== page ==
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Abstract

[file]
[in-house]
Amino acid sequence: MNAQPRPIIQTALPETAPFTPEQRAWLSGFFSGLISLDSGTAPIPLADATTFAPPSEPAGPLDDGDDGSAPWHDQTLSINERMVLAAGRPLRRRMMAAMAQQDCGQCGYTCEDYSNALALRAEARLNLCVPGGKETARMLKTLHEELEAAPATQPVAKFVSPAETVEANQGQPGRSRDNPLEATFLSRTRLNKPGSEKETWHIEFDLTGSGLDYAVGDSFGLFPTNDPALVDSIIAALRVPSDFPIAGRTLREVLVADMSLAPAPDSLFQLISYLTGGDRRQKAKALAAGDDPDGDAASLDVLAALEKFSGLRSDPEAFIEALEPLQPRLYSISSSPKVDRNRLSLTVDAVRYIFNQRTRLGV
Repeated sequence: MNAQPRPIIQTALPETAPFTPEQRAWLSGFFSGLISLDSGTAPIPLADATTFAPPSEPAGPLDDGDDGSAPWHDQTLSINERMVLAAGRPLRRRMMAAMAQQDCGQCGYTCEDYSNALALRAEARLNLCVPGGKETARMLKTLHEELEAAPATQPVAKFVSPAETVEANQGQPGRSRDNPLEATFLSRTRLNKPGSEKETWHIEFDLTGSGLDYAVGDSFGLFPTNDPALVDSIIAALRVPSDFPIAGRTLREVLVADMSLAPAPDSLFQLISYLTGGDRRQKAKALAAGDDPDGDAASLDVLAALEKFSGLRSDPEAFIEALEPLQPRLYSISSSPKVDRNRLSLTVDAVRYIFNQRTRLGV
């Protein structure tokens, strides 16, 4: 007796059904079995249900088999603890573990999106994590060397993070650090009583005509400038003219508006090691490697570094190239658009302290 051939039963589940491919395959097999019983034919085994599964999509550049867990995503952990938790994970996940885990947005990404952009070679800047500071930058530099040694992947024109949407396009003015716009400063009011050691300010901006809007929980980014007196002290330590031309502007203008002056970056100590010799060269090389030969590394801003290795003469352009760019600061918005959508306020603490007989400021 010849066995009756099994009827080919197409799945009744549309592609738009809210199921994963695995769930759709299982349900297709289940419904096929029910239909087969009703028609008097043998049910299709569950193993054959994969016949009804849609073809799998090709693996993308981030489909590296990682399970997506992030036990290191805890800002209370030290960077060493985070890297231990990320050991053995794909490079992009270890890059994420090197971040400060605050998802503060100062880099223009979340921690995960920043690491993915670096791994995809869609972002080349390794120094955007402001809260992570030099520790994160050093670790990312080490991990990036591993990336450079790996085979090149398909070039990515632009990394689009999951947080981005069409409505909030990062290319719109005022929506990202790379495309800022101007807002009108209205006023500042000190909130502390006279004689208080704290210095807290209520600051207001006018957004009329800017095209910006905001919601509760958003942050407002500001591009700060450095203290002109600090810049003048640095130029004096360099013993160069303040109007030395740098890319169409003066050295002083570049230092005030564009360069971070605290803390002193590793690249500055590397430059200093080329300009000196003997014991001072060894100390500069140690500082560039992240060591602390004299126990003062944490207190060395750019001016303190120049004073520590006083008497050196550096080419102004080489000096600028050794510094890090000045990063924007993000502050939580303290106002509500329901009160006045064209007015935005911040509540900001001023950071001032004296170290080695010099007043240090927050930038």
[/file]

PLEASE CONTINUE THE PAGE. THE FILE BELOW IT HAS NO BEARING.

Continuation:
This study examines the relationship between cognitive style (adaptors versus innovators) and the learning curve when implementing new information technology. Kirton’s proposition that adaptors and innovators find equally creative ways of solving problems based on cognitive preferences was tested using a longitudinal case study. Test subjects were paramedics from a large metropolitan area. Cognitive style of the paramedics was determined, along with their individual learning curve when transitioning from a paper medical record to an electronic medical record. Results indicate Kirton’s proposition of equal performance between adaptors and innovators was only supported during stable periods. There was no statistically significant difference between adaptors and innovators either before implementation of the new system or post-stabilization. However, following system implementation, adaptors and innovators differed significantly with regard to their initial change in task completion times, pattern of learning, and the number of days required to reach stabilization.

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